73. Abortion and euthanasia are thus crimes which no human law can claim to legitimize. There is no obligation in conscience to obey such laws; instead there is a grave and clear obligation to oppose them by conscientious objection. From the very beginnings of the Church, the apostolic preaching reminded Christians of their duty to obey legitimately constituted public authorities (cf. Rom 13:1-7; 1 Pet 2:13-14), but at the same time it firmly warned that “we must obey God rather than men” (Acts 5:29). In the Old Testament, precisely in regard to threats against life, we find a significant example of resistance to the unjust command of those in authority. After Pharaoh ordered the killing of all newborn males, the Hebrew midwives refused. “They did not do as the king of Egypt commanded them, but let the male children live” (Ex 1:17). But the ultimate reason for their action should be noted: “the midwives feared God” (ibid.). It is precisely from obedience to God-to whom alone is due that fear which is acknowledgment of his absolute sovereignty-that the strength and the courage to resist unjust human laws are born. It is the strength and the courage of those prepared even to be imprisoned or put to the sword, in the certainty that this is what makes for “the endurance and faith of the saints” (Rev 13:10).

    In the case of an intrinsically unjust law, such as a law permitting abortion or euthanasia, it is therefore never licit to obey it, or to “take part in a propaganda campaign in favour of such a law, or vote for it”.98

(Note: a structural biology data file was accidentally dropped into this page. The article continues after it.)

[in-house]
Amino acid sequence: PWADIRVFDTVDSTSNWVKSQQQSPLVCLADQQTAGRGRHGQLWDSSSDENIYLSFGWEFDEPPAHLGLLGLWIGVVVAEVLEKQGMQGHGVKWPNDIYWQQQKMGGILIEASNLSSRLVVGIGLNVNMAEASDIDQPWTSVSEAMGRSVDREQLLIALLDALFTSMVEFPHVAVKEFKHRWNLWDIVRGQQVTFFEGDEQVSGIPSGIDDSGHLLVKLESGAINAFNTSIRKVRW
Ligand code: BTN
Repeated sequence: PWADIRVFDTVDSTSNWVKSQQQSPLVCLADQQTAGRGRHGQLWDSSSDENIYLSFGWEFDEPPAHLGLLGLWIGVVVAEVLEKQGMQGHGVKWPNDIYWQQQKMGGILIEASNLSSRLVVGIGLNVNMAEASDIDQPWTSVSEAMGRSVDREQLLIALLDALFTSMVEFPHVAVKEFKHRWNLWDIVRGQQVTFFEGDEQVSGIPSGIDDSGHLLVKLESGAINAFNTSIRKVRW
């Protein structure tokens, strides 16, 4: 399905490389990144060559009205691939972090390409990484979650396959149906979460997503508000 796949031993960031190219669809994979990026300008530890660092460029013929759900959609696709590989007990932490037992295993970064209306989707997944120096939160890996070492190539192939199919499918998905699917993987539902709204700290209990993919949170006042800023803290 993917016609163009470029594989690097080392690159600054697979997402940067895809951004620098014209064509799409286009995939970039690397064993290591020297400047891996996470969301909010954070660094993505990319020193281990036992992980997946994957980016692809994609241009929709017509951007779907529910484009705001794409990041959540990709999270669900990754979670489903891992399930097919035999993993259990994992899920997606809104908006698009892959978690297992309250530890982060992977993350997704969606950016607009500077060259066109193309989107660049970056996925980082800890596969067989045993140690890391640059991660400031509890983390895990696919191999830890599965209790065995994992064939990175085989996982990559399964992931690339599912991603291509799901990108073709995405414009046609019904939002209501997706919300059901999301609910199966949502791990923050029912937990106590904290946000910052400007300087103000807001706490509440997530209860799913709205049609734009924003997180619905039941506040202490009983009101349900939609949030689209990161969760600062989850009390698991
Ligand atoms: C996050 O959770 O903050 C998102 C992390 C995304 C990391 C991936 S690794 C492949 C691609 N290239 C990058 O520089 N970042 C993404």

• Proph says:

    The point is not necessarily to reduce the number of all abortions everywhere to 0 (though that’d be nice). There is value in outlawing abortion simply for the sake of outlawing it, namely, ordering the polity toward the protection of human life. Yes, if abortion is criminalized, then criminals will have abortions. So what? That’s how it ought to be and understood, as the behavior of criminals.

    Re: “All that is sin is not crime,” maybe what you mean to say is “all that is sin need not be crime.” (Otherwise you’re just saying “the status quo is the status quo.”) But I can think of few sinful things that deserve to be crimes more than infanticide. Traditionally the Church has recognized that it is ideal for the state to outlaw those sins which have a public character, i.e., which can induce others to scandal. Thus adultery has often been illegal (or at least entailing ruinous consequences) while masturbation has not been. Does abortion have a public element? I’d say so.

  • William Luse says:

    All that is sin is not crime

    I’m going to try that one at the Pearly Gate and see how far it gets me.

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  • Felipe says:

    The rallying point is obvious, even if deeply political incorrect. The only political systems compatible with Christianism which are alternatives to liberalism are:
    1> Fascism -> Which pretty much died in the west, reduced to 1%-5% depending on the country
    2> Monarchy -> Which is 110% dead in the west, I doubt that even a candidate for illiberal king could be found
    3> Theocracy -> Which is deeply non-western, I personally don’t think I would have stomach for this option.

  • Zippy says:

    By “rallying point” though I mean some clear practical place to gather right now. The ones you mention might be rhetorical or spiritual rallying points in which some find comfort; but as you suggest they are effectively inconceivable as practical, short or even long term objectives.